A really interesting study came out from digital marketing firm Collective Bias. They wanted to look at the demographic of female social influencers and how they used different social platforms. Their primary platform of focus, however, was Snapchat, which has been growing in popularity over the last couple of years.

Female influencersWhat they found was that Snapchat had managed to corner a single market, that of young people under the age of 24 without any significant leaning toward either gender. Of those users, none of them could be classified as serious social influencers.

This is probably due to the nature of Snapchat. It does not base itself on a model of reaching a wide-scale audience. Instead it relies on the concept of exclusivity, as the original point was to curate content and messaging to a select number of people added to your network. That makes it difficult to create an influencer status in the first place.

Another issue is Collective Bias found was that established female influencers were naming Snapchat as more or less useless. They didn't see the value in the platform's opportunities and instead chose to throw their lot in with other networks that more nurtured their goals and growing fan base.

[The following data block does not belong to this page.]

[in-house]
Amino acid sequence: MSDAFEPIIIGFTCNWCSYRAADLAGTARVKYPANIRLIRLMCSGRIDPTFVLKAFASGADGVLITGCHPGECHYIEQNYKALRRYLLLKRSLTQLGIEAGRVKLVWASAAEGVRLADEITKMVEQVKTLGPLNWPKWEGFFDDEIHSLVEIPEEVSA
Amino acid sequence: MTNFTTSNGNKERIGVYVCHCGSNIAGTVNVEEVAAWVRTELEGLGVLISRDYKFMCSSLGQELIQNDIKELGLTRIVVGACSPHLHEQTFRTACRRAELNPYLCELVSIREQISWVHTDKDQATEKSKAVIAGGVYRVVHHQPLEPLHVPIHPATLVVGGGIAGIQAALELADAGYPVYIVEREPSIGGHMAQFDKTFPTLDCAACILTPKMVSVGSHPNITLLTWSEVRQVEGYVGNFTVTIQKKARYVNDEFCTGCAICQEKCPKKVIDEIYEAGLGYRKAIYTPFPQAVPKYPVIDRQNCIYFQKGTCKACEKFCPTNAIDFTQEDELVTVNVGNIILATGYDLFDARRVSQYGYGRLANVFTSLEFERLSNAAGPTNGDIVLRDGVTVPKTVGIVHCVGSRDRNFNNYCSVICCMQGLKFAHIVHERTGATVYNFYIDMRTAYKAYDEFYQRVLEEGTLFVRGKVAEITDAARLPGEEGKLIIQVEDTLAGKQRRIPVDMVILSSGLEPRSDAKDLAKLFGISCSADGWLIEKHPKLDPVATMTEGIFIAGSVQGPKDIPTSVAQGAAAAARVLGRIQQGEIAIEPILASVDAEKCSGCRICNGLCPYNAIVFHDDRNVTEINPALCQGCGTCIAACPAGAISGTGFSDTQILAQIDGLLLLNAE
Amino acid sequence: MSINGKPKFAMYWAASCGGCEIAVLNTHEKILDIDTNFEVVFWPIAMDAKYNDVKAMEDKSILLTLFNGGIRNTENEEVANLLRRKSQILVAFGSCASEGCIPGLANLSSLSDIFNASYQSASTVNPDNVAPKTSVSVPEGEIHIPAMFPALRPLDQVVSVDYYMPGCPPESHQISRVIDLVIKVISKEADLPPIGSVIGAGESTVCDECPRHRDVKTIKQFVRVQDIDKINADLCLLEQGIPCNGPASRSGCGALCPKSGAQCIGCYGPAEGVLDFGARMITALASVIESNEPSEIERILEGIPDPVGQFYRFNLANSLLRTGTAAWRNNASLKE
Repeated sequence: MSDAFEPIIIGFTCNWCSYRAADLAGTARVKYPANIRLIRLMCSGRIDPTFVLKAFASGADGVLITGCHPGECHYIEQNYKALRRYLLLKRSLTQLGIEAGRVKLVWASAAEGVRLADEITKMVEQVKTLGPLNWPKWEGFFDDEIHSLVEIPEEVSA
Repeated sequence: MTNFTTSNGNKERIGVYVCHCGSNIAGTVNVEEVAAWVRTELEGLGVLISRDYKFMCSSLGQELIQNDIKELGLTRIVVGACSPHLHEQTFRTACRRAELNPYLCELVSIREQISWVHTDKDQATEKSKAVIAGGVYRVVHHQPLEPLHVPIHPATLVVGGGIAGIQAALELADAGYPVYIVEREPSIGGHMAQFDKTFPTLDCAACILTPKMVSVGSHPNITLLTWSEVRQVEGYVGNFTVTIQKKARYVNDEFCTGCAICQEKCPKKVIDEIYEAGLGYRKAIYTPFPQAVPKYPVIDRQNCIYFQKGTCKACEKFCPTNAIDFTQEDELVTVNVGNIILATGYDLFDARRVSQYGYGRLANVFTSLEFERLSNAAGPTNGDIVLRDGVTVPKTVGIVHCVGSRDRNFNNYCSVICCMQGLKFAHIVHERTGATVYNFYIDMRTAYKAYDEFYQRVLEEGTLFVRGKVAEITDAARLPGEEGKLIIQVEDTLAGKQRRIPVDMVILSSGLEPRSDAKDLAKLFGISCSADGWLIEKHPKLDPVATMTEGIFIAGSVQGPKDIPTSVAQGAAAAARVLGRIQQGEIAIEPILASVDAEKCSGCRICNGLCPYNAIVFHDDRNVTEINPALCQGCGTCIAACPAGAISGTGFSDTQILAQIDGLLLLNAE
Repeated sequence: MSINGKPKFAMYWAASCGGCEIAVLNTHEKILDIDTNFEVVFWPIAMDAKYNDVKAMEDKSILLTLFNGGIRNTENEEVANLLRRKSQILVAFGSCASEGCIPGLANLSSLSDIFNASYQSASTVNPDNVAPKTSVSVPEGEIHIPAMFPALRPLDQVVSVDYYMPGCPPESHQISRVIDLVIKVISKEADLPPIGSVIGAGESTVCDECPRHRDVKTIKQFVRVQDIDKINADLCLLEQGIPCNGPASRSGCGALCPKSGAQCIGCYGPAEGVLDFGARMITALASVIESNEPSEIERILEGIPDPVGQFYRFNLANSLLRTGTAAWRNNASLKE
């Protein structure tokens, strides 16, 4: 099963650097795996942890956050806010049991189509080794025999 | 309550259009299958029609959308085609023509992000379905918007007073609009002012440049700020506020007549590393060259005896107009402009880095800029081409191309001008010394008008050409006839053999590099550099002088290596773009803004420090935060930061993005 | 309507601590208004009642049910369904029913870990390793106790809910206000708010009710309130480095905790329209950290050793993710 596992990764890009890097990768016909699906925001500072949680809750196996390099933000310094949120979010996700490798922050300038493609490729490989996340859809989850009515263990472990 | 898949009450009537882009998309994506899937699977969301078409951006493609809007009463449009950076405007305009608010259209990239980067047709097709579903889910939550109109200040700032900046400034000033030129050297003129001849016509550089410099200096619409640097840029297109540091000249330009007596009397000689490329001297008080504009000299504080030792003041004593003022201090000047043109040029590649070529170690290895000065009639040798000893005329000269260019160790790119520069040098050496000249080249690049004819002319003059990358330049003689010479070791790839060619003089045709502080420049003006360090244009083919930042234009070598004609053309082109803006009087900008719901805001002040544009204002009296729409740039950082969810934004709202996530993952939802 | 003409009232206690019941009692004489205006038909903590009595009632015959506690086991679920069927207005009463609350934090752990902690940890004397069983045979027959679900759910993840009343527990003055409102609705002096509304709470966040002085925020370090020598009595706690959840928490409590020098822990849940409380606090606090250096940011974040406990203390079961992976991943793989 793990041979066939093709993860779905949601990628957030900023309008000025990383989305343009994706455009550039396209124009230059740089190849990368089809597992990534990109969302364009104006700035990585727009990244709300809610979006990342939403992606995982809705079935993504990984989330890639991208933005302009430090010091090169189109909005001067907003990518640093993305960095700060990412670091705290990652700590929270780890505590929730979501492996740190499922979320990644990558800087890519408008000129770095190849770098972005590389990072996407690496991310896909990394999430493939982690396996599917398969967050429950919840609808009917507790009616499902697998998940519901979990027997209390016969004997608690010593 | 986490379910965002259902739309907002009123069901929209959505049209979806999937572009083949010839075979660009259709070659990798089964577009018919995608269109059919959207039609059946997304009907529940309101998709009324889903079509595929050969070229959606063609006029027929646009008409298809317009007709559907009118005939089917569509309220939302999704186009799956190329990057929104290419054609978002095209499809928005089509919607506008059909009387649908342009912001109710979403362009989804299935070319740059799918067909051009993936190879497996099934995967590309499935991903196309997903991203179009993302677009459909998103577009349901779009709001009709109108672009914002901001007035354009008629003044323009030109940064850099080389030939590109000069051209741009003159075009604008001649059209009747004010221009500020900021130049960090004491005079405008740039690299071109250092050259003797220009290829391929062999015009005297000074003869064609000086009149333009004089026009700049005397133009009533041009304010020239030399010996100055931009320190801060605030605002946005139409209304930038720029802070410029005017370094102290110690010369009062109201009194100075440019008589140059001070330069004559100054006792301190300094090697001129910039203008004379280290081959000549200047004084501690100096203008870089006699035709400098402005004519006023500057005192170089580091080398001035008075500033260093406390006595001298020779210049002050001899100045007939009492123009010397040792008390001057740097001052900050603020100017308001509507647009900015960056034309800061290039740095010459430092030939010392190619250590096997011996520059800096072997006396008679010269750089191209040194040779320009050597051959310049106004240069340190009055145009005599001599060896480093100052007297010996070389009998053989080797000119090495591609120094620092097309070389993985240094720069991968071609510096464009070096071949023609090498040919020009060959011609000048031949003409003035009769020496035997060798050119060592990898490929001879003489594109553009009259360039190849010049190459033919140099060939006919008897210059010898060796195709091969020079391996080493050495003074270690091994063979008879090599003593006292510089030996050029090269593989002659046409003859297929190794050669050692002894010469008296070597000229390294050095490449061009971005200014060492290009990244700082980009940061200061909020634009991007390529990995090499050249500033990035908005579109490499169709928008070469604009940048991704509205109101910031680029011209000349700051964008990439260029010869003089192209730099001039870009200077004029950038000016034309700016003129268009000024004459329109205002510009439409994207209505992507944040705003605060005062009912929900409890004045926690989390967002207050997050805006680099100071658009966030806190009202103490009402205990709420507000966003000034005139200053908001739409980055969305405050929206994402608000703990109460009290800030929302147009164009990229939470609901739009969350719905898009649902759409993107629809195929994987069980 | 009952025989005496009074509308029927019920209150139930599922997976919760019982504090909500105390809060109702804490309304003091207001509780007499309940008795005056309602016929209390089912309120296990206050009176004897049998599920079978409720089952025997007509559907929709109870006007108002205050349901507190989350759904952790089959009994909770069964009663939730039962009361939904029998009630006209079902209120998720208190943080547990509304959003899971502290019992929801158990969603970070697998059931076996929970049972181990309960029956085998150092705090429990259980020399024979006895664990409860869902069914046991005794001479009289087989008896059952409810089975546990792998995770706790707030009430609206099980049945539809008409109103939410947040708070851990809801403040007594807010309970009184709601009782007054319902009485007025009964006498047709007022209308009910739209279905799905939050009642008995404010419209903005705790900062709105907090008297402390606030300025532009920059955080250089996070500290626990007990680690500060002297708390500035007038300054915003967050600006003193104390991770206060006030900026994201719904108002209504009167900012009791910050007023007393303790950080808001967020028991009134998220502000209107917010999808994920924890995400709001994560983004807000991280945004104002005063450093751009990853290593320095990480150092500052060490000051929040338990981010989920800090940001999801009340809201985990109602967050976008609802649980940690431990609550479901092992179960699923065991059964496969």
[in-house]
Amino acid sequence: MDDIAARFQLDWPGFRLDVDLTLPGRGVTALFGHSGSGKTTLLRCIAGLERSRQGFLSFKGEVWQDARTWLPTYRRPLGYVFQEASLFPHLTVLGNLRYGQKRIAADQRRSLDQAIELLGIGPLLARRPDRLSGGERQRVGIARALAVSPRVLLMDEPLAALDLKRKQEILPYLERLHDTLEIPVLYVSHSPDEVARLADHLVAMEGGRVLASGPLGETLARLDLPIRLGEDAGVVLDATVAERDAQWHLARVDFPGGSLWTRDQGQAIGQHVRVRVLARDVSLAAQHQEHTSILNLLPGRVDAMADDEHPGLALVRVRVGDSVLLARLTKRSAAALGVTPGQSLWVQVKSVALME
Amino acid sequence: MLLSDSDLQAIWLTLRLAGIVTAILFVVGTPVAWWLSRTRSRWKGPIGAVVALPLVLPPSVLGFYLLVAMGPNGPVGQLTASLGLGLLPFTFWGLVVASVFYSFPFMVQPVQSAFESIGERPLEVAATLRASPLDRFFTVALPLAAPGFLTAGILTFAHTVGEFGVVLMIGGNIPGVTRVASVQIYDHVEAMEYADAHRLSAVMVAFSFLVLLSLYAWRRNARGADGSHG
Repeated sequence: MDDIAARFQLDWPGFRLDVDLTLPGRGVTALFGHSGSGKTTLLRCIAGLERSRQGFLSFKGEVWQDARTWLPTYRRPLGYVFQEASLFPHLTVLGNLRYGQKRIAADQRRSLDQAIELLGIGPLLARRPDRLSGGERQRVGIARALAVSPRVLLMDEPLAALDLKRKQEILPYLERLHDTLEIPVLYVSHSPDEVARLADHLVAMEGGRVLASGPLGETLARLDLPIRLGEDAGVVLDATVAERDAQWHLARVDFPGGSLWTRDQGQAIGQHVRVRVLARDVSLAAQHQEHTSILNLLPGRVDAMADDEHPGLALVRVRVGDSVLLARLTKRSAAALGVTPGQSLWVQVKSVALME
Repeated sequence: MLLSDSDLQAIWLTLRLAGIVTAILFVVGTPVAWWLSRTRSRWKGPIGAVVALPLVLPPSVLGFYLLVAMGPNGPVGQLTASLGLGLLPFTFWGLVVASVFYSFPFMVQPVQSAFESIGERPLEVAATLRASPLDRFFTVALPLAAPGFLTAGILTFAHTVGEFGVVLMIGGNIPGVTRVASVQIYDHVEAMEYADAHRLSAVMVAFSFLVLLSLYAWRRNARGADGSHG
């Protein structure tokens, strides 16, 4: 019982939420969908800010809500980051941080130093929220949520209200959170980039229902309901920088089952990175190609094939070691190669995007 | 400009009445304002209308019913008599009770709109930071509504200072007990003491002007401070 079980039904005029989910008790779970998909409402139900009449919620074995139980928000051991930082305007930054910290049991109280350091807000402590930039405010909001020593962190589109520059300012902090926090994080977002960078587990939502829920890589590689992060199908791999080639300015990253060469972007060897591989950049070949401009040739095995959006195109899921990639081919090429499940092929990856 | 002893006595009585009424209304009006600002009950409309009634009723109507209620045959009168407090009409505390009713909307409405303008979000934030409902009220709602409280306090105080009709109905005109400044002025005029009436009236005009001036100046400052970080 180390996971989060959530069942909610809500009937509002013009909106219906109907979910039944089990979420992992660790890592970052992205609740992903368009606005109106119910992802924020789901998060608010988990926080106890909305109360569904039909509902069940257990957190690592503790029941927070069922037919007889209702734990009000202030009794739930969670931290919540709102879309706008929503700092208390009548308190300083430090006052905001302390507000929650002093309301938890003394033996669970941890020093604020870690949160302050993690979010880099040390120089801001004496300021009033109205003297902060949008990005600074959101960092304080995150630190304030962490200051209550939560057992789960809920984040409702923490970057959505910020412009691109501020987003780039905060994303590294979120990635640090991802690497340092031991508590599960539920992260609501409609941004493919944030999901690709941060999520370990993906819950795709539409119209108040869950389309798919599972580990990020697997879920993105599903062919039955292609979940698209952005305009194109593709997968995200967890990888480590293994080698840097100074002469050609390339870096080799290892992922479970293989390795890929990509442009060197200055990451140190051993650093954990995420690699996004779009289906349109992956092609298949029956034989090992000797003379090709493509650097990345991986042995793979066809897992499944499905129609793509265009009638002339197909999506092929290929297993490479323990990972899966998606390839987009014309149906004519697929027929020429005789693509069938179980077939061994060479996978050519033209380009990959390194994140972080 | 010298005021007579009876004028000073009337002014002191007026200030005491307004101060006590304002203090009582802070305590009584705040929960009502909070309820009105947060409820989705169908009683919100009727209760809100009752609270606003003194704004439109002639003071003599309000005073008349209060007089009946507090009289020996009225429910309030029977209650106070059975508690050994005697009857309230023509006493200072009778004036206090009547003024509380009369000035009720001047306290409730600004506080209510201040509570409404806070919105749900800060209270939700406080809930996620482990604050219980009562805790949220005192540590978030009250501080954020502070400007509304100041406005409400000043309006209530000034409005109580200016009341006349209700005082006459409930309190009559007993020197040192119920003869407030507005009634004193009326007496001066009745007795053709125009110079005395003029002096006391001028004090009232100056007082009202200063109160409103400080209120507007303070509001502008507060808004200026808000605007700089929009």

So Where Are These Influencers?

The study above found that two networks have been named as indispensable to these female influencers. First was the visual networking site Instagram. The network has been growing steadily since its inception with people of all ages, though with young people making up its core demographic. Earlier this year it managed to hit 700,000 active users.

Second, female influencers see Pinterest as another indispensable platform. This is a bit more of a surprise, as Pinterest has not had nearly as much growth as Instagram and the growth it does have seems to have slowed to a crawl in the past year.

Seeing the two networks of choice does offer us some insight into how female influencers are using social media for their purposes. Their efforts are almost entirely visual, utilizing the unique tools and audience of both to provide them with a launching point for their brand. In some cases this may be a tangible product, or it could be a personal brand aimed at establishing household name recognition.

The Older Networks

What about other social networks, particularly older ones? Are they still relevant? Yes and no. The Collective Bias study showed that the female influencers that they were watching had very little presence on sites like Facebook and Twitter. This could have to do with the age of the influencers or their target audience, as both platforms have been losing steam with the under 20 crowd for quite some time.

That doesn't mean they don't exist there. Luxury Travel writer Ann Tran is an avid Twitter user with a fanbase of 567,000 users (@AnnTran_). One of the most popular pages on all of Facebook is Lady Gaga, who is the single biggest celebrity influencer on the site.

What Can We Do With This Information?